People June 22, 2019 | 8:33 am

United States-based Dominican writer wins international academic prize with her first book

Photo : External source / Dixa Ramírez D 'Oleo, winner of the international prize of the Caribbean Studies Association for the best Caribbean-themed book.

Dixa Ramírez D ‘Oleo, a writer of Dominican origin in the United States, won the Bárbara Literary Prize awarded by the Caribbean Studies Association (Association of Caribbean Studies, international academic entity).

The award, conferred every three years to the best published book of a Caribbean theme, was awarded to Ramírez D ‘Oleo for her first work, Colonial Phantoms: Belonging and Refusal in the Dominican Americas, from the 19th Century to the Present (which translates as “Colonial Ghosts: Belonging and Denial of the Dominican in the Americas, from the 19th century to the present“).

The winning work was distinguished for its literary and academic merits. The book highlights the stories and cultural expressions of the Dominican people. Mixing historical and literary analysis, the author reveals how Western discourses have distorted, miscategorized or erased the Dominican Republic since the 19th century, despite its central place in the history of the Americas and the Western world.

The award, announced during the 44th annual congress of the Association of Caribbean Studies, was held recently in the city of Santa Marta, Colombia, with the theme: “The Caribbean in times of storms.”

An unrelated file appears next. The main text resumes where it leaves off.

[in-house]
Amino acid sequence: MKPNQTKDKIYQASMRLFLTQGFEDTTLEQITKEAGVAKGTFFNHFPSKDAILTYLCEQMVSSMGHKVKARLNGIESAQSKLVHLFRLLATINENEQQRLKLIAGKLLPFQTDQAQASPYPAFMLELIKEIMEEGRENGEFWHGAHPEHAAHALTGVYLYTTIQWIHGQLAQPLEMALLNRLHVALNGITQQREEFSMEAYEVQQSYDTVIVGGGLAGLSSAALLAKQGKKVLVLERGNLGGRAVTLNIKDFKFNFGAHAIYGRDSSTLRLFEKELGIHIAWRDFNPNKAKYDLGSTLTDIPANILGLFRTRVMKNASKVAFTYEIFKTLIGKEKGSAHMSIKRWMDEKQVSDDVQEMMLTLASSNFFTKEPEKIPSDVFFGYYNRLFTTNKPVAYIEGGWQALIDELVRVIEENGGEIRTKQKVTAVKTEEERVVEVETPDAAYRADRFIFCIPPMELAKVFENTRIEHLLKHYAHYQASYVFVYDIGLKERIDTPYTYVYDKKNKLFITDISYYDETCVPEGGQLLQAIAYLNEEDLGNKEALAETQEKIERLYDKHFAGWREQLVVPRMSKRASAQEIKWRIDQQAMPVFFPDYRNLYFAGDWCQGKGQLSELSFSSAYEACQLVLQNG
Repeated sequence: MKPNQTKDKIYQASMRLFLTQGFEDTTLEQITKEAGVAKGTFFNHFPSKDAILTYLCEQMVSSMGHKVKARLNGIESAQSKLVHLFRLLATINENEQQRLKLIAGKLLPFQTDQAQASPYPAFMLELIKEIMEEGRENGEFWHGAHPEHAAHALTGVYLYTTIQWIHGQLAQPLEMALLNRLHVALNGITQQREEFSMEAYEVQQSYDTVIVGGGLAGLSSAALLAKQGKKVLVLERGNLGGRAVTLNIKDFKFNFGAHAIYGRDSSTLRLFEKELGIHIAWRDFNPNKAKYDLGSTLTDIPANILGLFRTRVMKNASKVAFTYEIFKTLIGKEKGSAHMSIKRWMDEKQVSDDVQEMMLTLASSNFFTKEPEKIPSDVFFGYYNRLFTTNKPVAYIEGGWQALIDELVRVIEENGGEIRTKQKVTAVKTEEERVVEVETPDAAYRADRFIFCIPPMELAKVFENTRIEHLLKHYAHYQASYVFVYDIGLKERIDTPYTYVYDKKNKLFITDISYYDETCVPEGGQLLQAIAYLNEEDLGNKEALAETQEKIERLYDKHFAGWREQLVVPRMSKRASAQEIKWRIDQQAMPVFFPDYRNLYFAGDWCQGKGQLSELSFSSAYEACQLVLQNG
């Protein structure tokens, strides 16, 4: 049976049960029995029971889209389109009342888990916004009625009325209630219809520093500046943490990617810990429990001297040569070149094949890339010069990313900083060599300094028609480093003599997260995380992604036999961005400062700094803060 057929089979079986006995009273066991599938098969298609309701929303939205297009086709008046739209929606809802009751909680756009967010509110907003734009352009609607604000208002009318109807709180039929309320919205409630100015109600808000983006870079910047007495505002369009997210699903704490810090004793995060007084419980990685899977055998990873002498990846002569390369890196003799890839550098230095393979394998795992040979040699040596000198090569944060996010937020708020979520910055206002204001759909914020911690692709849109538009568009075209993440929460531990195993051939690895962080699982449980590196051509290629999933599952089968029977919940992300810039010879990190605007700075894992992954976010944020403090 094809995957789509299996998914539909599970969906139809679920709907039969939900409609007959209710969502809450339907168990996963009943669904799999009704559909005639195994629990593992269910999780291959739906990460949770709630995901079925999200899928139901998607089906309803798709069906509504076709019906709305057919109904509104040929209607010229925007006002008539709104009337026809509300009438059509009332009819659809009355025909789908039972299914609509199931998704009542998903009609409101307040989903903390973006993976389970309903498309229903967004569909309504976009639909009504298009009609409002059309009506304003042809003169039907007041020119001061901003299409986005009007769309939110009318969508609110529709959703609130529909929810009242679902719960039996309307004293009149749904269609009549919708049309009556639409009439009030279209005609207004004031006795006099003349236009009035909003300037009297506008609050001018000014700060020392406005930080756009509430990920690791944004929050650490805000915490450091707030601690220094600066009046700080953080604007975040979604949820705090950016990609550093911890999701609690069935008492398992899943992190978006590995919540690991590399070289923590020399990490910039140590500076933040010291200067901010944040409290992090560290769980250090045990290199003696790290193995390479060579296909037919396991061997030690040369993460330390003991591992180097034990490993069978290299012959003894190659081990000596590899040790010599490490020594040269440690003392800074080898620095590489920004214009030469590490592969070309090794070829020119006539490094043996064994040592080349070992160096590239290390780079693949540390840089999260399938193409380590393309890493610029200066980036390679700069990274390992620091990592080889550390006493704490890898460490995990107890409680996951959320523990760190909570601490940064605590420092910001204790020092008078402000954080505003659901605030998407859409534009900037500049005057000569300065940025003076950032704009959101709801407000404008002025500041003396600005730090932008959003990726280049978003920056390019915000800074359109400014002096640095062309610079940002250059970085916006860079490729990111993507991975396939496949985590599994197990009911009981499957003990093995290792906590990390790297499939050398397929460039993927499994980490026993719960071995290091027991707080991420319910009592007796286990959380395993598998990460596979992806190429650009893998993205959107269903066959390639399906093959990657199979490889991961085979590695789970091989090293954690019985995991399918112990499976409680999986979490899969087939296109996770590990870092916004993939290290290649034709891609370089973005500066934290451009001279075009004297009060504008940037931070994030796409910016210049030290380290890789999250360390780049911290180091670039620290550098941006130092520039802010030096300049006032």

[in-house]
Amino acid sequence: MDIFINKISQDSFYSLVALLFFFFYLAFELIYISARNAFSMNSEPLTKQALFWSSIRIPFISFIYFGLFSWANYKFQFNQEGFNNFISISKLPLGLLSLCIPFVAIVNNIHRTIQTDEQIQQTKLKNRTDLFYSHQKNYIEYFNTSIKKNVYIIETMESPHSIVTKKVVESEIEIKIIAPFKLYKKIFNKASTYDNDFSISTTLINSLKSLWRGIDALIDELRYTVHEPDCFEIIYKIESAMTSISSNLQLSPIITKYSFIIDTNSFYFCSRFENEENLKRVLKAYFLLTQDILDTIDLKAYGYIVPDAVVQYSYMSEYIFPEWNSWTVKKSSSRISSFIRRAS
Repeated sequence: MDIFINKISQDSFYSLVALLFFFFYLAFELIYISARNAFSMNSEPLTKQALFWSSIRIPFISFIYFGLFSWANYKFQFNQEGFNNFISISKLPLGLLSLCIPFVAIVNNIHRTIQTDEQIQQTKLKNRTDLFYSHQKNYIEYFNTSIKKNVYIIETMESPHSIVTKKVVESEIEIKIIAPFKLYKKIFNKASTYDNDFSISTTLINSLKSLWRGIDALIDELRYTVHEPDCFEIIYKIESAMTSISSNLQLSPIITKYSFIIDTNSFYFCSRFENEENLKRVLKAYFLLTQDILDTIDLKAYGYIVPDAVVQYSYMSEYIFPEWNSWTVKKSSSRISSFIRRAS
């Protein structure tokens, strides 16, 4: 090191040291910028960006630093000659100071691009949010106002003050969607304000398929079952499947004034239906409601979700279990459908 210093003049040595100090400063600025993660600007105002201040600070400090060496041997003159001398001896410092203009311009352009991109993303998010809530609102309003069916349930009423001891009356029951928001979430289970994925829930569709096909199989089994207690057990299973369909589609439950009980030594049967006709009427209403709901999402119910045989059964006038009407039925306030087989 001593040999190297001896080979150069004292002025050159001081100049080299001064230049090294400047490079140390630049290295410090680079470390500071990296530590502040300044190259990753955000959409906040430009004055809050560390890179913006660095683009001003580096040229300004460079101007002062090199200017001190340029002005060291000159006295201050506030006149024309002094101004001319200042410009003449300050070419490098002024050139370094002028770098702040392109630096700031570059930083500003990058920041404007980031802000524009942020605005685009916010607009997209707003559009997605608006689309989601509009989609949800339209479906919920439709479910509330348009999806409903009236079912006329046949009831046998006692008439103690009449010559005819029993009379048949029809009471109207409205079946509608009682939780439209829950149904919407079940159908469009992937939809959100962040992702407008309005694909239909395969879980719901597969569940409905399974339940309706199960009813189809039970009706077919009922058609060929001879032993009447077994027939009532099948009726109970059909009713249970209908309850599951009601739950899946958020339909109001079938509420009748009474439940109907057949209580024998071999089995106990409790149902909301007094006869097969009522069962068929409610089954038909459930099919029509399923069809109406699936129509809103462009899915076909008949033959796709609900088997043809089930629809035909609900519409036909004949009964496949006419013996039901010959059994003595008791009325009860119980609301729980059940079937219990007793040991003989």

Ramírez D ‘Oleo is a doctor of literature, specialized in the Caribbean, graduated from the University of California at San Diego. She was a professor at the Princeton and Yale universities and currently teaches transnational literature at Brown University, in the Department of American Studies.

Her book was edited by the University of New York, whose editors have highlighted that the work places the Dominican people, culture, and history at the forefront of an insightful investigation into colonial modernity in the Americas.

In her work Colonial Phantoms (“The Colonial Ghosts“) the author demonstrates how the imperialisms of the West have profoundly impacted the lives of Dominicans, giving rise to a Dominican history related to nationalism, while the nation has dealt with that complexity in the what Ramírez D ‘Oleo calls “the Dominican Dominicans,” that is, the Dominican through the Americas.

Her study analyzes literary and musical expressions, cinema, plastic arts, the architecture of public monuments and other subjects, to illuminate the resistance and Dominican search for legitimacy in the western world.

The work of Ramírez D ‘Oleo had already obtained this year’s Isis Duarte Book Award 2019 from the Latin American Studies Association.

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